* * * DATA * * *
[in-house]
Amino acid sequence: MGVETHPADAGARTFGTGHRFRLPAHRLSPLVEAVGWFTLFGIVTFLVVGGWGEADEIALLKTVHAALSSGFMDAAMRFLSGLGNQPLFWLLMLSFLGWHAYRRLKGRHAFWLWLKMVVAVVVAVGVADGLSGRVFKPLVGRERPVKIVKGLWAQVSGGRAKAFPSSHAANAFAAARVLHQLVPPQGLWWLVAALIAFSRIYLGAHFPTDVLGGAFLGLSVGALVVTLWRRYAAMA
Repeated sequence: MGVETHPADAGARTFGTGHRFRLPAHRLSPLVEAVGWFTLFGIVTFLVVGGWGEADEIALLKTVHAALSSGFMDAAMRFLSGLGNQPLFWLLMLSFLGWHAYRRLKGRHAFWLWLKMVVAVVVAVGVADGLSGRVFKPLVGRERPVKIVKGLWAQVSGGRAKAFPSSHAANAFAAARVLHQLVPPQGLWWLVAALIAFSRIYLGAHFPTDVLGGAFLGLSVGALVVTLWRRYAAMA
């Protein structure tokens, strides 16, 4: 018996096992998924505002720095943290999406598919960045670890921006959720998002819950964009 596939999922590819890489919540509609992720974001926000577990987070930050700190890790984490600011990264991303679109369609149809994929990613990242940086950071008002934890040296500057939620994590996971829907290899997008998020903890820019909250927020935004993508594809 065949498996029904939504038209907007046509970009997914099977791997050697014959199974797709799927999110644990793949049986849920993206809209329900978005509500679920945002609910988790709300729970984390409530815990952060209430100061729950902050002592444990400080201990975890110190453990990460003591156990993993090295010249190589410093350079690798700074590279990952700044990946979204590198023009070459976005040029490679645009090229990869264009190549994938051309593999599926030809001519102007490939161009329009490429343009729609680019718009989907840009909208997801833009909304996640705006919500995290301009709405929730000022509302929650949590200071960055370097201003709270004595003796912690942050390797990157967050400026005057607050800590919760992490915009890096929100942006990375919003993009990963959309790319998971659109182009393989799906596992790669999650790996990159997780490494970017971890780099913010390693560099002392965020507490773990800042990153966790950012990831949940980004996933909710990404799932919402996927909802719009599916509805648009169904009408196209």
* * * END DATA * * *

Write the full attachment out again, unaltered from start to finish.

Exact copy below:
[in-house]
Amino acid sequence: MGVETHPADAGARTFGTGHRFRLPAHRLSPLVEAVGWFTLFGIVTFLVVGGWGEADEIALLKTVHAALSSGFMDAAMRFLSGLGNQPLFWLLMLSFLGWHAYRRLKGRHAFWLWLKMVVAVVVAVGVADGLSGRVFKPLVGRERPVKIVKGLWAQVSGGRAKAFPSSHAANAFAAARVLHQLVPPQGLWWLVAALIAFSRIYLGAHFPTDVLGGAFLGLSVGALVVTLWRRYAAMA
Repeated sequence: MGVETHPADAGARTFGTGHRFRLPAHRLSPLVEAVGWFTLFGIVTFLVVGGWGEADEIALLKTVHAALSSGFMDAAMRFLSGLGNQPLFWLLMLSFLGWHAYRRLKGRHAFWLWLKMVVAVVVAVGVADGLSGRVFKPLVGRERPVKIVKGLWAQVSGGRAKAFPSSHAANAFAAARVLHQLVPPQGLWWLVAALIAFSRIYLGAHFPTDVLGGAFLGLSVGALVVTLWRRYAAMA
């Protein structure tokens, strides 16, 4: 018996096992998924505002720095943290999406598919960045670890921006959720998002819950964009 596939999922590819890489919540509609992720974001926000577990987070930050700190890790984490600011990264991303679109369609149809994929990613990242940086950071008002934890040296500057939620994590996971829907290899997008998020903890820019909250927020935004993508594809 065949498996029904939504038209907007046509970009997914099977791997050697014959199974797709799927999110644990793949049986849920993206809209329900978005509500679920945002609910988790709300729970984390409530815990952060209430100061729950902050002592444990400080201990975890110190453990990460003591156990993993090295010249190589410093350079690798700074590279990952700044990946979204590198023009070459976005040029490679645009090229990869264009190549994938051309593999599926030809001519102007490939161009329009490429343009729609680019718009989907840009909208997801833009909304996640705006919500995290301009709405929730000022509302929650949590200071960055370097201003709270004595003796912690942050390797990157967050400026005057607050800590919760992490915009890096929100942006990375919003993009990963959309790319998971659109182009393989799906596992790669999650790996990159997780490494970017971890780099913010390693560099002392965020507490773990800042990153966790950012990831949940980004996933909710990404799932919402996927909802719009599916509805648009169904009408196209």